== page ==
"We're very strong on leaving the school with freedom to design reporting criteria. They need systems which provide them with the flexibility to cope with curricular changes. What you need to input might change from day to day, and with OMR you are locked into a design."
Keyboard entry, with the right software, is, he believes, quite quick and easy enough for teachers to learn. "It also allows the teacher control over the inputs and diverts this task away from the school office. If you have to send teachers on a course to show them how to put in results, there is something wrong with the system."
Facility Options is also in use at St Tiernan's. It enables the school to start the option procedure by offering pupils a completely free choice. The software then generates "option pools" - hundreds of them if necessary. The teachers can look at any of these, beginning with the ones which offer the maximum "fit" between what the pupils want and what is possible. At this point, explained Tim Geraghty, with the basic hard work done, "we can make decisions based on individual needs. And if we need to negotiate a change with a student, we can do it with confidence about which alternatives will work."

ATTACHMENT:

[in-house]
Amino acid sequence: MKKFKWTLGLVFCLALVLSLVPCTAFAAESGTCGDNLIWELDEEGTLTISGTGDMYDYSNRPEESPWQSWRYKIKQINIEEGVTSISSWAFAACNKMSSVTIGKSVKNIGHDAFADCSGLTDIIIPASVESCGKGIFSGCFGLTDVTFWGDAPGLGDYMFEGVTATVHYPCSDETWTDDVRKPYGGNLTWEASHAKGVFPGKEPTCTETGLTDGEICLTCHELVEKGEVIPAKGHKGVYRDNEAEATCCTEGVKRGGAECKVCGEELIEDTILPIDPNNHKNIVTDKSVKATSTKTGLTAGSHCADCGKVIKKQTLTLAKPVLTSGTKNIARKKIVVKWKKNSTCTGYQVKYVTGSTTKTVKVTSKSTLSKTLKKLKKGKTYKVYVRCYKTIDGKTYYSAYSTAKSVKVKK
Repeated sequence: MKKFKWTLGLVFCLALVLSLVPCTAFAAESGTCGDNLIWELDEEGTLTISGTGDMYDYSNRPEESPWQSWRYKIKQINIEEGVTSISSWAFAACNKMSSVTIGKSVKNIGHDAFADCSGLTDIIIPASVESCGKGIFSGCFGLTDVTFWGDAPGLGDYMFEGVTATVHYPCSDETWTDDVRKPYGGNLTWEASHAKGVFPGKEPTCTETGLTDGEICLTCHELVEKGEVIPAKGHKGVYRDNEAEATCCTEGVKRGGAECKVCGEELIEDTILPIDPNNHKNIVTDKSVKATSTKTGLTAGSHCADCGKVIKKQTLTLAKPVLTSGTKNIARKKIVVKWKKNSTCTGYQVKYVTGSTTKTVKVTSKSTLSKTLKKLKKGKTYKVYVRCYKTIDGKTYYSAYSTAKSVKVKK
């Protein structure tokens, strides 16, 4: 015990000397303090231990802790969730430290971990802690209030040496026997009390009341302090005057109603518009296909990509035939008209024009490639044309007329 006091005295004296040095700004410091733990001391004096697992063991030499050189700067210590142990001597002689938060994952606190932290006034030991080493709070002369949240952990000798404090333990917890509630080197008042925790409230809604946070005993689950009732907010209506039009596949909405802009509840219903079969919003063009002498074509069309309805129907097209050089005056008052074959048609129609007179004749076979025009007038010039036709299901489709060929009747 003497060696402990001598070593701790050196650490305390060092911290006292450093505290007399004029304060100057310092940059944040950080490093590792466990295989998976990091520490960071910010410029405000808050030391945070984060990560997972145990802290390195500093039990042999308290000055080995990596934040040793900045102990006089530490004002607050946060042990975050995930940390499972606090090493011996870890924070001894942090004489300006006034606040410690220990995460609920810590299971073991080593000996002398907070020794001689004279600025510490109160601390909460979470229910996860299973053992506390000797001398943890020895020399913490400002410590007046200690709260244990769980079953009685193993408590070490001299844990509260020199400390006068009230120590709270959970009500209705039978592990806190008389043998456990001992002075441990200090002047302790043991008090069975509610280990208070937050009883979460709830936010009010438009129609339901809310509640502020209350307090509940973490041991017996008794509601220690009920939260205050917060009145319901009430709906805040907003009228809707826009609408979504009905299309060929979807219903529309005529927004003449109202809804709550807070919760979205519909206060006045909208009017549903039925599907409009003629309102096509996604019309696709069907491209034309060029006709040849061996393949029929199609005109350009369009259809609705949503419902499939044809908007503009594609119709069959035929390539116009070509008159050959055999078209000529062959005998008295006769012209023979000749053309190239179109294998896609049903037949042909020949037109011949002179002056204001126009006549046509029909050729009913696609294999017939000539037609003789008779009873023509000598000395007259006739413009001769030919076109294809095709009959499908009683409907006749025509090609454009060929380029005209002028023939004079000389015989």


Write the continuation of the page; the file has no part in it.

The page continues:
This sort of task, pointed out David Collery, "is what the computer was designed to do, ie take lots of inputs and offer lots of different possible solutions". David Collery is very serious about his approach to the UK market - training for customers and potential customers, in the two Facility products, by experienced timetablers, is already being established in the first of several centres.
His determination is undoubtedly encouraged by a belief that some of the management software currently being used here is inadequate to the task.
"Schools should not be taking back bedroom software. If you are not prepared to put the product through a proper manufacturing development cycle then you really shouldn't be selling it." Software which is well developed and tested should not, he suggests, need an extensive support network. "It's time software grew up. It shouldn't have to be sold along with a man in a white coat. The best support you can provide is to give the customer a piece of software that works."